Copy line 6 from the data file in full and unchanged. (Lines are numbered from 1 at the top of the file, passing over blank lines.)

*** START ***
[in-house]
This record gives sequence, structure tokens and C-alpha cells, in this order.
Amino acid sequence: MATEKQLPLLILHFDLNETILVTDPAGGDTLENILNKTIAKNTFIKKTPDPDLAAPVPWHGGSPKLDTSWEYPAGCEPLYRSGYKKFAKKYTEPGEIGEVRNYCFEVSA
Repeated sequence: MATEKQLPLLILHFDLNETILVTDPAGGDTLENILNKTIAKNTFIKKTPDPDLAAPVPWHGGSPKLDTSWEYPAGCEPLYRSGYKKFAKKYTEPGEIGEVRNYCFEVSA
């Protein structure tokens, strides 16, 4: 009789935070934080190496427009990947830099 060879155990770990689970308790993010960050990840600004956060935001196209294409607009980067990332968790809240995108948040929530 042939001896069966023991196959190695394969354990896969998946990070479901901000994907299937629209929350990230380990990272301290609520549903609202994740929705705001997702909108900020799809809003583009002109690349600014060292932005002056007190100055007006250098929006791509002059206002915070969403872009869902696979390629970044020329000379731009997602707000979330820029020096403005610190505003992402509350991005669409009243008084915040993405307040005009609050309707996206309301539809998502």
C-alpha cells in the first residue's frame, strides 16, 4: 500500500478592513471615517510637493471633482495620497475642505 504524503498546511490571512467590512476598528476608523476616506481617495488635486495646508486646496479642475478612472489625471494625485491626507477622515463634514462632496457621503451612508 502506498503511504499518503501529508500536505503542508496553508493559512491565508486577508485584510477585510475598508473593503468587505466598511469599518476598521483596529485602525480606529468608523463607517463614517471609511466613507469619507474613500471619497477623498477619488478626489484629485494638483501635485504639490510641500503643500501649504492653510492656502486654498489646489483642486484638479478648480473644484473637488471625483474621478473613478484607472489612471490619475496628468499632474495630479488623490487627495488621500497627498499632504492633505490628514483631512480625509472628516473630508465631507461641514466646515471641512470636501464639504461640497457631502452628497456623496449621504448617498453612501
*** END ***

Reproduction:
C-alpha cells in the first residue's frame, strides 16, 4: 500500500478592513471615517510637493471633482495620497475642505 504524503498546511490571512467590512476598528476608523476616506481617495488635486495646508486646496479642475478612472489625471494625485491626507477622515463634514462632496457621503451612508 502506498503511504499518503501529508500536505503542508496553508493559512491565508486577508485584510477585510475598508473593503468587505466598511469599518476598521483596529485602525480606529468608523463607517463614517471609511466613507469619507474613500471619497477623498477619488478626489484629485494638483501635485504639490510641500503643500501649504492653510492656502486654498489646489483642486484638479478648480473644484473637488471625483474621478473613478484607472489612471490619475496628468499632474495630479488623490487627495488621500497627498499632504492633505490628514483631512480625509472628516473630508465631507461641514466646515471641512470636501464639504461640497457631502452628497456623496449621504448617498453612501